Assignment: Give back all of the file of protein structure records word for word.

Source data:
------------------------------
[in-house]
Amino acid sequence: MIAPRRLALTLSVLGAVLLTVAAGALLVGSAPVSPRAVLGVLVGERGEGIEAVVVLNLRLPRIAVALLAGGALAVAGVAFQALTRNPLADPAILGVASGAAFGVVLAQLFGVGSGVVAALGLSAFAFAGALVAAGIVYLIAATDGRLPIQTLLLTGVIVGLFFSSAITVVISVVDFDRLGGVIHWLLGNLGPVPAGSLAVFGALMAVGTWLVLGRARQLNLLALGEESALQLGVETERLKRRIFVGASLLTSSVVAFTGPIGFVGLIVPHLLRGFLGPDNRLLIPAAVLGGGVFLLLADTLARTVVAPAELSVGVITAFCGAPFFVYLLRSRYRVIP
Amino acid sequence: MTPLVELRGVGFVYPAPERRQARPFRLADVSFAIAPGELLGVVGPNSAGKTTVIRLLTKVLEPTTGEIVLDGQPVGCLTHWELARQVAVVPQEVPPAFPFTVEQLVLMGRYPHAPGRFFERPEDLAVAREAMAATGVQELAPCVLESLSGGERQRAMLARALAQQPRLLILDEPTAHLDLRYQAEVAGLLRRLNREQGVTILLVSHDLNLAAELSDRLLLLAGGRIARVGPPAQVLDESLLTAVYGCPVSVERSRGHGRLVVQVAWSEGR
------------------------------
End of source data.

[in-house]
Amino acid sequence: MIAPRRLALTLSVLGAVLLTVAAGALLVGSAPVSPRAVLGVLVGERGEGIEAVVVLNLRLPRIAVALLAGGALAVAGVAFQALTRNPLADPAILGVASGAAFGVVLAQLFGVGSGVVAALGLSAFAFAGALVAAGIVYLIAATDGRLPIQTLLLTGVIVGLFFSSAITVVISVVDFDRLGGVIHWLLGNLGPVPAGSLAVFGALMAVGTWLVLGRARQLNLLALGEESALQLGVETERLKRRIFVGASLLTSSVVAFTGPIGFVGLIVPHLLRGFLGPDNRLLIPAAVLGGGVFLLLADTLARTVVAPAELSVGVITAFCGAPFFVYLLRSRYRVIP
Amino acid sequence: MTPLVELRGVGFVYPAPERRQARPFRLADVSFAIAPGELLGVVGPNSAGKTTVIRLLTKVLEPTTGEIVLDGQPVGCLTHWELARQVAVVPQEVPPAFPFTVEQLVLMGRYPHAPGRFFERPEDLAVAREAMAATGVQELAPCVLESLSGGERQRAMLARALAQQPRLLILDEPTAHLDLRYQAEVAGLLRRLNREQGVTILLVSHDLNLAAELSDRLLLLAGGRIARVGPPAQVLDESLLTAVYGCPVSVERSRGHGRLVVQVAWSEGR